Tuesday, 27 October 2009

an elevator ride

An odd moment on the elevator yesterday. My mom had a doctor's appointment, and my dad and I were going along for company. We were alone for most of the elevator trip. Mom and Dad were sharing comments on the downtown traffic (bad) my driving (too fast) and the state of baseball (don't ask), with sidebars into grandchildren (gorgeous) and prospects for lunch (varied). It was in short a regular family piece of argle bargle, as has been served more or less fresh for as long as I can remember. Lots of laughing on their parts because these are fun topics to riff on. Lots of laughing on my part for those reasons, and also because my folks, in their 70s now, talk loudly, think quickly, and can't hear very well.

You should have gone down Bay, my dad said.
No, he shouldn't. He shouldn't have to. You should have paid,
said my mom.
Paid what?
said Dad.
He said Bay, Mom. Bay Street.

I did pay,
said Dad. The Yankees lost and I paid. I always pay my debts.
Oh, the Yankees,
said Mom. Don't get me started on the Yankees. And now what are you laughing at?
Nothing, I said. Nothing at all.

The elevator stopped, and a man got on. Rimless glasses, a white shirt, striped tie, shined shoes. He could have worn a sign saying ACCOUNTANT or perhaps SYSTEMS ANALYST but he didn't have to. He stared at us blankly, and turned away. My parents continued their discussion, managing to combine concert tickets, divorce, and automated parking in a breathtaking two-minute sequence. I wanted to applaud but I was too busy refereeing and laughing. The accountant got off, favoring me with one glance. (Can you have ice brown eyes? They were definitely chilly.) And I realized that he had not found our discussion amusing. Not at all. There had been no connection whatsoever. The door closed, and the elevator continued up.

That was a completely humorless man, I said.
I know,
said Mom. Scary, huh?
Kind of. What do you think, Dad?

He shrugged. He's pretty focussed, my dad.
I still think you should have gone down Bay
, he said.

speed dating in Surrey

Spent the weekend in beautiful (not really) Surrey BC at the wonderful (really!) Surrey International Writers' Conference. A great idea, this conference -- reminds me of the Humber Summer Workshop. It links the emergent writing community (that is, wannabes) with potentially helpful mentors (me, among others - stop laughing) and also with a large number of agents and publishers. Aspiring writers sign up for pitch sessions with agents, where they have five minutes to sell their book. One guy I talked to met his agent there two years ago, and is now signing contracts worth five times more than mine. I was seriously impressed (envious).
The toughest part of the weekend for me was what they call blue pencil sessions. You sign up for these too. You go to a large ballroom with your manuscript clutched in your trembling hands. For fifteen minutes you sit opposite your selected mentor (there are tables dotted about the ballroom) who reads some of the mansucript and gives you literary advice. The bell rings, and you move to make way for the next trembling-handed writer. It's a stressful as speed-dating, which it resembles. Stressful for you, listening to home truths about your work. And superstressful for your mentor. Yikes!! I tell you, it's hard to come up with truly insightful commentary, quarter hour after quarter hour. I kept saying to myself: Find One Thing to say that will help this person. Don't be flip or funny (Have you considered a career in chartered accountancy); don't be cruel (your main character could play in a TV ad as The Least Interesting Man In The World). Be of use.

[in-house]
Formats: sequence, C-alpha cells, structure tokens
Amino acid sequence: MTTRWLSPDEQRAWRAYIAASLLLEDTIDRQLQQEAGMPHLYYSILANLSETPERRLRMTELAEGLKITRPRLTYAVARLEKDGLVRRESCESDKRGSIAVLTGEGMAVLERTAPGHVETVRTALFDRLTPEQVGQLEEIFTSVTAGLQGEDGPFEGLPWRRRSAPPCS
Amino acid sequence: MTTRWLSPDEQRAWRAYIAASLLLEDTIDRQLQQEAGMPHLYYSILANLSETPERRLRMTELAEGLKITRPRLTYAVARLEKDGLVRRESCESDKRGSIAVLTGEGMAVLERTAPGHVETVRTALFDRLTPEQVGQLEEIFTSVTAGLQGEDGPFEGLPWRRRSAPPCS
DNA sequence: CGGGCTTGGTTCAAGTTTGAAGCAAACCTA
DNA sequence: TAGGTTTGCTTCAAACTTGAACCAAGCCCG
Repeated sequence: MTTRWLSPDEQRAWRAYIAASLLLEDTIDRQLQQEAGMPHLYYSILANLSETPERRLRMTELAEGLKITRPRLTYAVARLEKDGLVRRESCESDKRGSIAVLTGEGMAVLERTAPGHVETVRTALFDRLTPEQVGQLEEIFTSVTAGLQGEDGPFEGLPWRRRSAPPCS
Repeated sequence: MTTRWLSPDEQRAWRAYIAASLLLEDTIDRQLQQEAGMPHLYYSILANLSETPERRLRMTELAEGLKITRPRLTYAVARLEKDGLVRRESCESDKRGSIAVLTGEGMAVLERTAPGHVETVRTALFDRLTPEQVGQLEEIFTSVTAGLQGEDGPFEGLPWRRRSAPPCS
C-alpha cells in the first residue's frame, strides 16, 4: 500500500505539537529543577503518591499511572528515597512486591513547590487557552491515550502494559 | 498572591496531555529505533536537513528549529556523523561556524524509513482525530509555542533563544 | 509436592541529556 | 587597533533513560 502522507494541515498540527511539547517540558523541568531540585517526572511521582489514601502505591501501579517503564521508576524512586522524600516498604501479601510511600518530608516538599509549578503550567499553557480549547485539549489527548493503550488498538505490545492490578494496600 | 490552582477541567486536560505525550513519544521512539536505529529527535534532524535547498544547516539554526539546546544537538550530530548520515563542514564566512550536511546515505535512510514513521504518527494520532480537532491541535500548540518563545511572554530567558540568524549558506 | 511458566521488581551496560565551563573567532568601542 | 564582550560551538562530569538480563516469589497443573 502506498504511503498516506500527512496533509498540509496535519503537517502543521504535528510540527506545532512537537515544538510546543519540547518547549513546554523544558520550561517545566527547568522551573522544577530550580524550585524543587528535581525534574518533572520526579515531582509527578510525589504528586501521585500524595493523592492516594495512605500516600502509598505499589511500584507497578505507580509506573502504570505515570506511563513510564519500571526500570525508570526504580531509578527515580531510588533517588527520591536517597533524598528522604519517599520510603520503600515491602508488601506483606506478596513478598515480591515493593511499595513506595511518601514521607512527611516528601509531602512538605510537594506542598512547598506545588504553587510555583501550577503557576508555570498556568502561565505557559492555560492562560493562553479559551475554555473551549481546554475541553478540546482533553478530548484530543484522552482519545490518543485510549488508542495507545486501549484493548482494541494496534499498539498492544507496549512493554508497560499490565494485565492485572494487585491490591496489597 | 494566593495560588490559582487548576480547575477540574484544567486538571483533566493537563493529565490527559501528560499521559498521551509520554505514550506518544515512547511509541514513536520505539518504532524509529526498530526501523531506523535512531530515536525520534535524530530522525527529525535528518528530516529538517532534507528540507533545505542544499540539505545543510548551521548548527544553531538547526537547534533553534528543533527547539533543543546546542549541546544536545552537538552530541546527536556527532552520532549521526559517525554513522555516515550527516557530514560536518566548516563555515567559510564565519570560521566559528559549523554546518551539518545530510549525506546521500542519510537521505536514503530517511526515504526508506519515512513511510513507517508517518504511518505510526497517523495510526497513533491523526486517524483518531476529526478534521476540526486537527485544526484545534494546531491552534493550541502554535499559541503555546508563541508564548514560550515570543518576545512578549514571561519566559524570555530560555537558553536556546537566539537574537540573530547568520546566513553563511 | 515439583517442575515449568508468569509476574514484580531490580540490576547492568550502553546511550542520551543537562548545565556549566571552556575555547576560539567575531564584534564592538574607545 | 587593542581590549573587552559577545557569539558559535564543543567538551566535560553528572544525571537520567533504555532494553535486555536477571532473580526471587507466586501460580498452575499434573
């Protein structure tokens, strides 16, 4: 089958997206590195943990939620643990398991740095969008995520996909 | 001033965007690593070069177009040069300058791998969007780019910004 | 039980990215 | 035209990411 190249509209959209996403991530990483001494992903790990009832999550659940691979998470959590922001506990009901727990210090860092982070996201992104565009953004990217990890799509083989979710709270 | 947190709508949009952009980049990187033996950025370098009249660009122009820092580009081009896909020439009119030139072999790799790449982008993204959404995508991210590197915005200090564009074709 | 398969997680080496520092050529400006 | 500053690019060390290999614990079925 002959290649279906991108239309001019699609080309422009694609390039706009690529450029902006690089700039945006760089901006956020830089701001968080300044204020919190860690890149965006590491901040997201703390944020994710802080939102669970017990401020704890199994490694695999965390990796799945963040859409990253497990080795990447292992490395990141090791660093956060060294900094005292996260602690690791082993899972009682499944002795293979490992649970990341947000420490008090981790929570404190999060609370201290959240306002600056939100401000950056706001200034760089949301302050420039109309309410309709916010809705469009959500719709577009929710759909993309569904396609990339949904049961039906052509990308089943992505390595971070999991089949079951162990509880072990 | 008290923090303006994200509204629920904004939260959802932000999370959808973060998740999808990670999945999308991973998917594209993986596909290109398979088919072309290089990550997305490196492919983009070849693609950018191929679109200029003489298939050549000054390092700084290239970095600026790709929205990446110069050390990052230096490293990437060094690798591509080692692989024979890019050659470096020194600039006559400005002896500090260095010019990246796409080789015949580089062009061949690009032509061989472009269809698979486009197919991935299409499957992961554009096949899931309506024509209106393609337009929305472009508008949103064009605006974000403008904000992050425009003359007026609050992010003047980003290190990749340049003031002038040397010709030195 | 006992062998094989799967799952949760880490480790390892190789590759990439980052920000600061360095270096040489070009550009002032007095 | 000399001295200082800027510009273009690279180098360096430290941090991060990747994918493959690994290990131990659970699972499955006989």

Fortunately, all the manuscripts I saw were brilliant (you never know who is going to read your blog), so my advice wasn't necessary. Usually it was a case of: Good, good, but you might want to think about doing this or that. Now get back to work.
Maybe I'll take my own advice now.

Thursday, 22 October 2009

one fine province

More from the frustrated teenaged driver front. With the testers still on strike, ten weeks now, and going strong, Ed has a new plan for getting his licence. He wants to try Manitoba. Yes, that's right. He would rather drive than live in Ontario. We talked about it last night, he and Mir and I. It started as a joke, but got more serious when he found a phone number in Manitoba, and I talked to someone from the provincial insurance agency there. She was very clear. The provincial authority would give Ed credit for the time he has already put in as a learning driver in Ontario. He would need to take the Manitoba written test, and then he could do the driving test within the week.